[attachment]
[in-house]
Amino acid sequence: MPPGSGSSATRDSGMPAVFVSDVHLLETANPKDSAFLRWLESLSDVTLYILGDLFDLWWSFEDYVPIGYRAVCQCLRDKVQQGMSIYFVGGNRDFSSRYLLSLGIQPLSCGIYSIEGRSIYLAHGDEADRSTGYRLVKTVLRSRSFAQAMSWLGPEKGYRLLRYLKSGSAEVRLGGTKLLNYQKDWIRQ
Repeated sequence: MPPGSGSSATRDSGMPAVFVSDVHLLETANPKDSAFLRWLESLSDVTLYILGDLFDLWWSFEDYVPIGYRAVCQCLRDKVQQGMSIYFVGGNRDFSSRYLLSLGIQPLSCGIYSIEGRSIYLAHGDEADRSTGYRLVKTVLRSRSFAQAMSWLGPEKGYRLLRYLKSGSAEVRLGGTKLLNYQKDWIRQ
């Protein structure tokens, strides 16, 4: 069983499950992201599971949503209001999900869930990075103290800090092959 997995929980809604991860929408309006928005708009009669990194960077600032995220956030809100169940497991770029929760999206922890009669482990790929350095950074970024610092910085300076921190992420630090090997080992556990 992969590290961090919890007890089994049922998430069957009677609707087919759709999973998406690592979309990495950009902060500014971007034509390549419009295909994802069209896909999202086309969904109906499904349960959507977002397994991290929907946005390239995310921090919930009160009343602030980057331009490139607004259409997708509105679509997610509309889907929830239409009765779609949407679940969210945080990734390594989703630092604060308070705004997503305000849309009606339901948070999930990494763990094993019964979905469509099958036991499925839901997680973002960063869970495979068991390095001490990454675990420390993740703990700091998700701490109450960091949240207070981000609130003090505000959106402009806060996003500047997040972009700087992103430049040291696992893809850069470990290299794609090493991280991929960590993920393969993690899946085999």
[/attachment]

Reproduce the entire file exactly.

[in-house]
Amino acid sequence: MPPGSGSSATRDSGMPAVFVSDVHLLETANPKDSAFLRWLESLSDVTLYILGDLFDLWWSFEDYVPIGYRAVCQCLRDKVQQGMSIYFVGGNRDFSSRYLLSLGIQPLSCGIYSIEGRSIYLAHGDEADRSTGYRLVKTVLRSRSFAQAMSWLGPEKGYRLLRYLKSGSAEVRLGGTKLLNYQKDWIRQ
Repeated sequence: MPPGSGSSATRDSGMPAVFVSDVHLLETANPKDSAFLRWLESLSDVTLYILGDLFDLWWSFEDYVPIGYRAVCQCLRDKVQQGMSIYFVGGNRDFSSRYLLSLGIQPLSCGIYSIEGRSIYLAHGDEADRSTGYRLVKTVLRSRSFAQAMSWLGPEKGYRLLRYLKSGSAEVRLGGTKLLNYQKDWIRQ
């Protein structure tokens, strides 16, 4: 069983499950992201599971949503209001999900869930990075103290800090092959 997995929980809604991860929408309006928005708009009669990194960077600032995220956030809100169940497991770029929760999206922890009669482990790929350095950074970024610092910085300076921190992420630090090997080992556990 992969590290961090919890007890089994049922998430069957009677609707087919759709999973998406690592979309990495950009902060500014971007034509390549419009295909994802069209896909999202086309969904109906499904349960959507977002397994991290929907946005390239995310921090919930009160009343602030980057331009490139607004259409997708509105679509997610509309889907929830239409009765779609949407679940969210945080990734390594989703630092604060308070705004997503305000849309009606339901948070999930990494763990094993019964979905469509099958036991499925839901997680973002960063869970495979068991390095001490990454675990420390993740703990700091998700701490109450960091949240207070981000609130003090505000959106402009806060996003500047997040972009700087992103430049040291696992893809850069470990290299794609090493991280991929960590993920393969993690899946085999």